I enter the plane and see the lone open seat between a Caucasian female and African American male.  They look at me and I look at them and politely say, “I think I’m there.”  As you all probably read in an earlier post by Lynn, the conversation went exactly how she stated.  She said they didn’t want me and other joking remarks.  I took it like a trooper because I didn’t get the vibe that they were serious and they looked harmless. (Hahaha … famous last words)  After a few minutes of small talk, it turns out that this might not be such a bad trip sitting in this middle seat.  I later learn that to my right is James and to my left is Lynn. 

Out of the four hour trip, the three of us probably talked three plus hours of it.  Everything from what we all did for a living, marriage, politics (which can be a touchy subject so I try to step lightly), when even help James with a part of his presentation his is giving.  Lynn jokes him about his nice pack of unopened index cards and the many electronic devices he had.  (If the truth be known, I actually gave him a bunch of shit the entire time about his index cards) One very interesting conversation was about African Americans and flying. 

I believe the conversation came up because the three of us were saying how it is interesting that it is rare you can sit next to someone on a plane and have a decent conversation.  (Actually, what really happened is that BOTH James and Steven pointed out that they almost NEVER talk on planes and then I asked WHY NOT? And they launched into this conversation about African Americans and flying) Most people don’t talk on planes.  James and I pointed out that a good percentage of African Americans do not fly.  It’s like swimming.  A good percentage of blacks don’t swim.  They don’t like the water.  They don’t like planes.  I made the comment that blacks do one of two things when they fly….listen/watch movie/music or sleep.  Not all I stated, but a good majority.  You have your African American business people (like James) who bring work materials or some read a book.  Lynn looked a bit puzzled.  So James and I said, “look around.  How many African Americans do you see on the plane?”  Lynn takes a quick glance and says, “Oh shit!  I think I’m sitting next to the only two African Americans on this plane.”  (OK, don’t shit a brick here! It was obvious that I was making fun of the situation) Out of roughly 150 passengers, I think there were less that 8 that were African American.  I think Lynn found that to be quite an interesting analysis.  (What was incredibly interesting was that these two men were saying things to me that if I HAD SAID THEM out loud, I would be considered completely biased and stereotypical.  They however, said the stuff like it was NO BIG DEAL.  That’s what was amazing and that’s why I had Steven write this up)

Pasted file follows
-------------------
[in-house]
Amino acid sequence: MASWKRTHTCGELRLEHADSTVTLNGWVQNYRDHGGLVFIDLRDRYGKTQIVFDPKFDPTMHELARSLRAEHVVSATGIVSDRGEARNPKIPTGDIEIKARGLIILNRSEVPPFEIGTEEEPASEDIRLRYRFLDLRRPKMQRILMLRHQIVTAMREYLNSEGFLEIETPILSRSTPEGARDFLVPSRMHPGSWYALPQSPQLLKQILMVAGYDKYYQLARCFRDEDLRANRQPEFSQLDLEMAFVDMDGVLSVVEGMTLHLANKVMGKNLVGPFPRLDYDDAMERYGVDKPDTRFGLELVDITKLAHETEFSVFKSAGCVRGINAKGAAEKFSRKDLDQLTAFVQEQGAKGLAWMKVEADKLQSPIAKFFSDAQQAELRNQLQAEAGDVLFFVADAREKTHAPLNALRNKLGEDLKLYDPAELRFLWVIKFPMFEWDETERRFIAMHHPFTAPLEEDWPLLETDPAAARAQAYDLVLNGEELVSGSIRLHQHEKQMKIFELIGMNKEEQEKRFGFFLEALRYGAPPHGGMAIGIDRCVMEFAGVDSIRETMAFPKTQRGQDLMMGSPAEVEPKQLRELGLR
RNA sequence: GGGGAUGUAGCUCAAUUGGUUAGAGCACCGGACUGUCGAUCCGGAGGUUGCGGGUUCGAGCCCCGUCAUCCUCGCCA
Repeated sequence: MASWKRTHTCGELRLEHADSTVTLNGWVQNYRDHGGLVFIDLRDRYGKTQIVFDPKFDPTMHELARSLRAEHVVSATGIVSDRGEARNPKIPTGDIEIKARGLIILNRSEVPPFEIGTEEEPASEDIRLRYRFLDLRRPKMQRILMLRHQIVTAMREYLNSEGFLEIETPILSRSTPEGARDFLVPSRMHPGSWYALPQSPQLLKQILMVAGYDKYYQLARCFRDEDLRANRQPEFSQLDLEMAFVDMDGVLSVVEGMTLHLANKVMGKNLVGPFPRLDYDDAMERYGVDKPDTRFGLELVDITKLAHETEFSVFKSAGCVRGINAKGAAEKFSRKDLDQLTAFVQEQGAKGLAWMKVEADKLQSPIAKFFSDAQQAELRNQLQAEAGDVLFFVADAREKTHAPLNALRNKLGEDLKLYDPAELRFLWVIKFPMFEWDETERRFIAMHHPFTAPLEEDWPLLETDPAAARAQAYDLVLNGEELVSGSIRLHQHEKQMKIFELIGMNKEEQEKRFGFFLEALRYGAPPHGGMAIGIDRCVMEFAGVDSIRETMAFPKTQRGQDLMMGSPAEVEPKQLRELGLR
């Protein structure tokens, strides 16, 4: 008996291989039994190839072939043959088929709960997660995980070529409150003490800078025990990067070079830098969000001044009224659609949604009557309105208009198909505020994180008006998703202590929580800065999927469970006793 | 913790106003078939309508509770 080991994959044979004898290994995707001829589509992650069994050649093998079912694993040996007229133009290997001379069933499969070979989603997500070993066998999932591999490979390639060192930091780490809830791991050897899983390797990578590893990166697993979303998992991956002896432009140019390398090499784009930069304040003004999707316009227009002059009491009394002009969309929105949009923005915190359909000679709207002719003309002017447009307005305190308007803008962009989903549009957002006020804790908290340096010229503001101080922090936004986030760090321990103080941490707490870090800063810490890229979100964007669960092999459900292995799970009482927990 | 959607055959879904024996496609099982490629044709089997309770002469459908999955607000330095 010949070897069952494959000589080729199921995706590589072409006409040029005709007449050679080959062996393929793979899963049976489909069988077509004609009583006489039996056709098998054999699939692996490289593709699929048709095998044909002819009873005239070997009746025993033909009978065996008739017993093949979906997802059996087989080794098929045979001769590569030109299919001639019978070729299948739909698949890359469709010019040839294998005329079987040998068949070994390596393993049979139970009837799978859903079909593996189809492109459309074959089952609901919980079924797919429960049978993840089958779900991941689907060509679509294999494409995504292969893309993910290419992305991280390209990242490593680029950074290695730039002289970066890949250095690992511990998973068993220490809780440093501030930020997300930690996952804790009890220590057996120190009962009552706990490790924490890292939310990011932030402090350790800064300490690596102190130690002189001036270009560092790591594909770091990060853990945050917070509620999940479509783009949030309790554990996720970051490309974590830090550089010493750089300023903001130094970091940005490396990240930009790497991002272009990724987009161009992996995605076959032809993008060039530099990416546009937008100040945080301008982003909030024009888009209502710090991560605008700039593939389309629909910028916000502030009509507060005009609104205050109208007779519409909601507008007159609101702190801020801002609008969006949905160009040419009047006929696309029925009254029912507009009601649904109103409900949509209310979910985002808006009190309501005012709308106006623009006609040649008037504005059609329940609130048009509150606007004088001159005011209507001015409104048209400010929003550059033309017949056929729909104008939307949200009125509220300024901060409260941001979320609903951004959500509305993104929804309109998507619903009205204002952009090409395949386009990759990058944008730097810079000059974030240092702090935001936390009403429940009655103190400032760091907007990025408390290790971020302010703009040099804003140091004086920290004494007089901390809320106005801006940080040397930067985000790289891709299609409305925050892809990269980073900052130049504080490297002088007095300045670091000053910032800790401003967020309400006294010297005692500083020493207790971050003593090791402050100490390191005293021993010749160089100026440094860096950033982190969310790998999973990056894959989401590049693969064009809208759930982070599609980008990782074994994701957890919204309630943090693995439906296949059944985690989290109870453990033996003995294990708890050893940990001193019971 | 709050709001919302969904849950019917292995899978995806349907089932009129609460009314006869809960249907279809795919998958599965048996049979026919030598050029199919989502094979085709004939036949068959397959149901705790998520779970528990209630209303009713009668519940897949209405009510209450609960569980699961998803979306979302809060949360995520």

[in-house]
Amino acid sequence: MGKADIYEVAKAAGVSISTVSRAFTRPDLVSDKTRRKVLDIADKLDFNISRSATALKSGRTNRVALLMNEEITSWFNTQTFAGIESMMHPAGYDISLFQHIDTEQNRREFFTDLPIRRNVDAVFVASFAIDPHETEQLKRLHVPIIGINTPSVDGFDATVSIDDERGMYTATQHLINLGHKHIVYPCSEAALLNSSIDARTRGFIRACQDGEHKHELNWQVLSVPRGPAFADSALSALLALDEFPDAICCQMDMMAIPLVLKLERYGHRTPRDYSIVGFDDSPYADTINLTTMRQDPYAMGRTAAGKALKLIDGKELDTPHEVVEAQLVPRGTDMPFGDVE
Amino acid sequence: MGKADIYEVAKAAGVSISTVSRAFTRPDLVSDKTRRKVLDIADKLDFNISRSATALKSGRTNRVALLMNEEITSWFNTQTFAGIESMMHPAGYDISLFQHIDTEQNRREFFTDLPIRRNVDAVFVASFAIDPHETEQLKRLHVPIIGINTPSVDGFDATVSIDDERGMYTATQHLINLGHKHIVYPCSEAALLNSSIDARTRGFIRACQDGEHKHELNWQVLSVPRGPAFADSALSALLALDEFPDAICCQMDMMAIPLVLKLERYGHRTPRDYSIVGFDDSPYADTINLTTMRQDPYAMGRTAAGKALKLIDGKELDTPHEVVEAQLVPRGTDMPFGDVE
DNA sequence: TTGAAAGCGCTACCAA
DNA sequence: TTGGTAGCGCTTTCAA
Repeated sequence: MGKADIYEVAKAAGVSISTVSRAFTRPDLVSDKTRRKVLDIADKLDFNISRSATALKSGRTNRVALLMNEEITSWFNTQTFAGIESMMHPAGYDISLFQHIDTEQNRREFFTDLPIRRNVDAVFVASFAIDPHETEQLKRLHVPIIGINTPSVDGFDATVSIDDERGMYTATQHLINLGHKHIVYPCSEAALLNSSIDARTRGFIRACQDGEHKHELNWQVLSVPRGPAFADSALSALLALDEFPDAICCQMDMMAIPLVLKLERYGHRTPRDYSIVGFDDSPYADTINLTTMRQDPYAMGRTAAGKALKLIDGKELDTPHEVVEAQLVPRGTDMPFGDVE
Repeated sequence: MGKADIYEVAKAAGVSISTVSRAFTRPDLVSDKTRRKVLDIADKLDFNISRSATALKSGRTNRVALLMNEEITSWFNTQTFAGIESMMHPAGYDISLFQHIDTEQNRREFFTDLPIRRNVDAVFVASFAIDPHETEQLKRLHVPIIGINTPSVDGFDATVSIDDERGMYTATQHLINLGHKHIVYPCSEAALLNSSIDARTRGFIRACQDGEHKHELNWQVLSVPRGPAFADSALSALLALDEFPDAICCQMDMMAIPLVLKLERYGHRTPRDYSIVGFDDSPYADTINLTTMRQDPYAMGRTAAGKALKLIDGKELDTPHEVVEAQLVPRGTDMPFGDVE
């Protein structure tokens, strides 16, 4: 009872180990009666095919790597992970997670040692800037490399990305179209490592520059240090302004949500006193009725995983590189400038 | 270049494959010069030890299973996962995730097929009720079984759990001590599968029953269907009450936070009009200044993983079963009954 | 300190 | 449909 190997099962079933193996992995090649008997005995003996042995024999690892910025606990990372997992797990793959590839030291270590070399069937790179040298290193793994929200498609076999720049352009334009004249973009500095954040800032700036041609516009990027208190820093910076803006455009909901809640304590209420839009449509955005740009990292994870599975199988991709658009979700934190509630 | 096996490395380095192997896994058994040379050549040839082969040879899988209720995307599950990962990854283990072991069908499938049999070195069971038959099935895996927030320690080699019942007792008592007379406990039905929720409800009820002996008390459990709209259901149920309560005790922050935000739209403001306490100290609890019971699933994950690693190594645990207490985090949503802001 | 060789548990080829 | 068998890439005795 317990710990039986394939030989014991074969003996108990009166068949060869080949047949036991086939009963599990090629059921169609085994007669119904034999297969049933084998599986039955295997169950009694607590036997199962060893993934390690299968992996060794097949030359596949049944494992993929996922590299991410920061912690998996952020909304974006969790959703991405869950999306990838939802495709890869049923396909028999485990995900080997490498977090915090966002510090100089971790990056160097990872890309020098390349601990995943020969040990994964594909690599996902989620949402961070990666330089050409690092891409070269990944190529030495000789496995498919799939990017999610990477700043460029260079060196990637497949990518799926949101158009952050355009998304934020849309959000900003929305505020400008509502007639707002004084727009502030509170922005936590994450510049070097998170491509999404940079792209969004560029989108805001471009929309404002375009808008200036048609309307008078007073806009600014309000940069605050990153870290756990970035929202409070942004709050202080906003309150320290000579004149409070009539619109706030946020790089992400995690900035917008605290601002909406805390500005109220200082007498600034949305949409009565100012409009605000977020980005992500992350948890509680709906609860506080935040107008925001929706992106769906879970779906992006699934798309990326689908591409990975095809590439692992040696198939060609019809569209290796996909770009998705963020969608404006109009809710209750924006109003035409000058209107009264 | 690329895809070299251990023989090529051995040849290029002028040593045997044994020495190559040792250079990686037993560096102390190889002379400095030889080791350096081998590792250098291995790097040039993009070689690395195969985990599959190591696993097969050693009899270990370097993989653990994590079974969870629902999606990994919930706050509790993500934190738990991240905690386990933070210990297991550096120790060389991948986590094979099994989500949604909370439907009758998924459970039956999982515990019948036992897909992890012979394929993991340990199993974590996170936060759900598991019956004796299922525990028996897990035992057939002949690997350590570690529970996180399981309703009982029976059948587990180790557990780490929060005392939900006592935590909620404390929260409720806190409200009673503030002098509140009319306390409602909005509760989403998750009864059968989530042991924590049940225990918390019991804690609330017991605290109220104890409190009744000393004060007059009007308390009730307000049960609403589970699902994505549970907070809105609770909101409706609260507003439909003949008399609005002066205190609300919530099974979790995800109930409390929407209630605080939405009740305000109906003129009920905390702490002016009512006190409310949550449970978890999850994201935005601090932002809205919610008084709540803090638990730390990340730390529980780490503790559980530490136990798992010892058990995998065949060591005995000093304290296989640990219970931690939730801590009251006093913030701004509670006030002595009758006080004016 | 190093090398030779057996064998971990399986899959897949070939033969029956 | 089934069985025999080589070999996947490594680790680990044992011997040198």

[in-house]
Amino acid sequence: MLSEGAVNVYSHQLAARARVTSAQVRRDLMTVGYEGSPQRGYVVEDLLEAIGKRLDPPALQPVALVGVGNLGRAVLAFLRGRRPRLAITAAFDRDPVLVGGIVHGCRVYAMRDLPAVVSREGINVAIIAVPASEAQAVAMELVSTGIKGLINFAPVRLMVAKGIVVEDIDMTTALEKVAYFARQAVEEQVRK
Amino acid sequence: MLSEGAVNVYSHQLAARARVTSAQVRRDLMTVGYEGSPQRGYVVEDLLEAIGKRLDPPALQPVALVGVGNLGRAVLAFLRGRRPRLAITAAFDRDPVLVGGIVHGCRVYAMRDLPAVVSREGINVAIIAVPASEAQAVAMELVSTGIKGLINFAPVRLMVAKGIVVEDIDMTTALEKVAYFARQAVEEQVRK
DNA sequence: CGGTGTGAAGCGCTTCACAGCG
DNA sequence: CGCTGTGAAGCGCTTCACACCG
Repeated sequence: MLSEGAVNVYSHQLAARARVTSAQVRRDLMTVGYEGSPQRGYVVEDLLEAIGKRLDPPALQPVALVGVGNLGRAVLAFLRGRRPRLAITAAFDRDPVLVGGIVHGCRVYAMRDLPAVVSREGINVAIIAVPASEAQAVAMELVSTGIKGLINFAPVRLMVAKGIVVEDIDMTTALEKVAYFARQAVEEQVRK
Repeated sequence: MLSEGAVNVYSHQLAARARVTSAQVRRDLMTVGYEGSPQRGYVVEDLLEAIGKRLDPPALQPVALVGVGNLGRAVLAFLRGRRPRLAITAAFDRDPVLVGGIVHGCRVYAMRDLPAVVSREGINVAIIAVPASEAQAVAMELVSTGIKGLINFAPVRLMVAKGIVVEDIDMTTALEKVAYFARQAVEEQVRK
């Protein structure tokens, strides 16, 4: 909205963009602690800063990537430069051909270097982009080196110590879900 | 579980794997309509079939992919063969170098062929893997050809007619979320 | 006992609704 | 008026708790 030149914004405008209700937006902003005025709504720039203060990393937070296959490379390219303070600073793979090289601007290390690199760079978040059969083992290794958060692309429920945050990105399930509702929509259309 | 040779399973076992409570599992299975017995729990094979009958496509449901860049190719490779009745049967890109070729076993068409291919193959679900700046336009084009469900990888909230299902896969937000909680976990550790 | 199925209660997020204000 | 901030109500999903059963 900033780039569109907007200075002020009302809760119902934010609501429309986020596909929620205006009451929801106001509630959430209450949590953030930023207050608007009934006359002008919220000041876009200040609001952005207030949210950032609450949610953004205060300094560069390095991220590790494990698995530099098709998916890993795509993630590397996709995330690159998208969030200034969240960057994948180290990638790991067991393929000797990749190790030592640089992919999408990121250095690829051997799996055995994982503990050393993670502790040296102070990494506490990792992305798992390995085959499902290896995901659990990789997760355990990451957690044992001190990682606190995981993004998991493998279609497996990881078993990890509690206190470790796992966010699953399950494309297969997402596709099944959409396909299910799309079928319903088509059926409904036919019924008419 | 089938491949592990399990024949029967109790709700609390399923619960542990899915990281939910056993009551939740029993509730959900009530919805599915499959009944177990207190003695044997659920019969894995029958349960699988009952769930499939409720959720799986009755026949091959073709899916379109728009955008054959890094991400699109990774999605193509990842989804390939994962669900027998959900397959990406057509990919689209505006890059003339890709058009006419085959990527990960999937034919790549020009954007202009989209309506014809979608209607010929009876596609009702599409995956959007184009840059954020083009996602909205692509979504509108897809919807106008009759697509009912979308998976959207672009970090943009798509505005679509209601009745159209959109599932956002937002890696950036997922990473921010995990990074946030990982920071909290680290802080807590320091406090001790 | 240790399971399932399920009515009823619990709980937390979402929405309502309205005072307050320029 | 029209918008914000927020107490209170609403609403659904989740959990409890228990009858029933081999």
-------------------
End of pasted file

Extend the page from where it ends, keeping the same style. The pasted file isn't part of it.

James and I hopefully were able to shed some light on African Americans and flying.  It is strictly our opinion and should not be treated as gospel!  Lynn figured this post would be better coming from one of us being that we are African American.  So here you go.